Plant-Derived Food Grade Substances (PDFGS) Active Against Respiratory Viruses: A Systematic Review of Non-clinical Studies

Front Nutr. 2021 Feb 9;8:606782. doi: 10.3389/fnut.2021.606782. eCollection 2021.

Abstract

Human diet comprises several classes of phytochemicals some of which are potentially active against human pathogenic viruses. This study examined available evidence that identifies existing food plants or constituents of edible foods that have been reported to inhibit viral pathogenesis of the human respiratory tract. SCOPUS and PUBMED databases were searched with keywords designed to retrieve articles that investigated the effect of plant-derived food grade substances (PDFGS) on the activities of human pathogenic viruses. Eligible studies for this review were those done on viruses that infect the human respiratory tract. Forty six (46) studies met the specified inclusion criteria from the initial 5,734 hits. The selected studies investigated the effects of different PDFGS on the infectivity, proliferation and cytotoxicity of different respiratory viruses including influenza A virus (IAV), influenza B virus (IBV), Respiratory syncytial virus (RSV), human parainfluenza virus (hPIV), Human coronavirus NL63 (HCoV-NL63), and rhinovirus (RV) in cell lines and mouse models. This review reveals that PDFGS inhibits different stages of the pathological pathways of respiratory viruses including cell entry, replication, viral release and viral-induced dysregulation of cellular homeostasis and functions. These alterations eventually lead to the reduction of virus titer, viral-induced cellular damages and improved survival of host cells. Major food constituents active against respiratory viruses include flavonoids, phenolic acids, tannins, lectins, vitamin D, curcumin, and plant glycosides such as glycyrrhizin, acteoside, geniposide, and iridoid glycosides. Herbal teas such as guava tea, green and black tea, adlay tea, cistanche tea, kuding tea, licorice extracts, and edible bird nest extracts were also effective against respiratory viruses in vitro. The authors of this review recommend an increased consumption of foods rich in these PDFGS including legumes, fruits (e.g berries, citrus), tea, fatty fish and curcumin amongst human populations with high prevalence of respiratory viral infections in order to prevent, manage and/or reduce the severity of respiratory virus infections.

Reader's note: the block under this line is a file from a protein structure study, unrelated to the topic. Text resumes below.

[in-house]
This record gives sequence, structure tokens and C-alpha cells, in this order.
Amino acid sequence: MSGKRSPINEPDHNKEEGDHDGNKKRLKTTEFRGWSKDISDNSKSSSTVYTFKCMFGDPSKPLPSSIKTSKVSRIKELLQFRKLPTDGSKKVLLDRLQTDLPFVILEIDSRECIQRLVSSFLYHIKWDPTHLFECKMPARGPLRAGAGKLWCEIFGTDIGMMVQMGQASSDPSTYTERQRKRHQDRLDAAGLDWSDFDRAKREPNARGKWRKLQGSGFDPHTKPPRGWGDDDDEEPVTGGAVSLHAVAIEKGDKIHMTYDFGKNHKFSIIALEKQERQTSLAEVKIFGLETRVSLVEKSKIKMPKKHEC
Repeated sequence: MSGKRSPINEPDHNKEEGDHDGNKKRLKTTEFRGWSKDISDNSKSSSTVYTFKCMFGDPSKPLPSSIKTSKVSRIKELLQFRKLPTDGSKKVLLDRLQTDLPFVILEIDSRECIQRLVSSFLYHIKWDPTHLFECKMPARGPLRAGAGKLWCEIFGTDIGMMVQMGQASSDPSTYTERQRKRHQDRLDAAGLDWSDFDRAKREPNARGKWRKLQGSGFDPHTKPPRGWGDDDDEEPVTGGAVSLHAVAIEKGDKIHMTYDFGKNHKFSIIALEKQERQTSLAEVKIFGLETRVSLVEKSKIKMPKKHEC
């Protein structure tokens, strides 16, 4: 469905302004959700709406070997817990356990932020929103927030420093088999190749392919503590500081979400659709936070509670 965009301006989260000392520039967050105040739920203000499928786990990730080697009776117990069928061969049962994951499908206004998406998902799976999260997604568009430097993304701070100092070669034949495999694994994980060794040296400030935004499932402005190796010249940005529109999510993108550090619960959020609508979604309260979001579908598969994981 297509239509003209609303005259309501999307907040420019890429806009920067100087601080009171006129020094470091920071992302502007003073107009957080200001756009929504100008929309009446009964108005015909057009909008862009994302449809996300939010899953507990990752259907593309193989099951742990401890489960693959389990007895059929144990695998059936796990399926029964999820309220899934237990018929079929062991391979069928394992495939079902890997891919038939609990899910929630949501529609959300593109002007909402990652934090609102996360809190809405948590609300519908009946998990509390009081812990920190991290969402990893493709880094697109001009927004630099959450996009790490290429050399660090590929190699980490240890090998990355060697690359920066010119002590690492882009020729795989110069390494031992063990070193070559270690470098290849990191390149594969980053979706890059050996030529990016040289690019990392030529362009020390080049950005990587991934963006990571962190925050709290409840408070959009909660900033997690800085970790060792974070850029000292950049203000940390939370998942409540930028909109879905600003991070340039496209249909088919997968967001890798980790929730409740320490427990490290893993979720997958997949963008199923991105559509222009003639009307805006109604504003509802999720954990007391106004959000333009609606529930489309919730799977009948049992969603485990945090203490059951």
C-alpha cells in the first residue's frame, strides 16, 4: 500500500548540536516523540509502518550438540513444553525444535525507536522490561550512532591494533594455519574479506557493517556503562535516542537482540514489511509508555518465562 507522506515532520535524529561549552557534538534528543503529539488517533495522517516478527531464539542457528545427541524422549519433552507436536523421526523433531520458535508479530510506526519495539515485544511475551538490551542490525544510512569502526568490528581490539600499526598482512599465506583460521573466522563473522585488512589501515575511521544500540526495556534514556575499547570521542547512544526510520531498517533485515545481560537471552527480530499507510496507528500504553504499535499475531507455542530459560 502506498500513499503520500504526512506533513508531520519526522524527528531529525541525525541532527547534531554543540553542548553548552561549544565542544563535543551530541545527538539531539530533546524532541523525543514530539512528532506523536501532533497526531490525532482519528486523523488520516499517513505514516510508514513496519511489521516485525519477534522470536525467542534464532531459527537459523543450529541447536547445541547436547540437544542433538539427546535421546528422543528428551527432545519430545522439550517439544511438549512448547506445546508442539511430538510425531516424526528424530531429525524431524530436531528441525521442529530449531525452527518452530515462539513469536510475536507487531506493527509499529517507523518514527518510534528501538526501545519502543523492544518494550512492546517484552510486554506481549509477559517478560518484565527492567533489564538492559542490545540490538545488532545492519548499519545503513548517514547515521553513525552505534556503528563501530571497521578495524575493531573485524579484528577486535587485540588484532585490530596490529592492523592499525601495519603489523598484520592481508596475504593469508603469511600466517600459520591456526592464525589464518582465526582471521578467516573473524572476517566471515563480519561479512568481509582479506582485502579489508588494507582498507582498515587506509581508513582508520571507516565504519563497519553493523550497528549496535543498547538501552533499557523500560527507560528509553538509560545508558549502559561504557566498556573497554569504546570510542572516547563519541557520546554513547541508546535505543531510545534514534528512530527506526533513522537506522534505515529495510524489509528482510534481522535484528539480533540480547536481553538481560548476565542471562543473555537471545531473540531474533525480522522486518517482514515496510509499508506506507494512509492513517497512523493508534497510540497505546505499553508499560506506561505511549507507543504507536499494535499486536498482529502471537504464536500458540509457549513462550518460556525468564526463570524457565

Keywords: Antiviral agent; HCoV; IAV; RSV; Respiratory Tract Infection (RTI); Viral lifecyle; functional foods; polyphenols.

Publication types

  • Systematic Review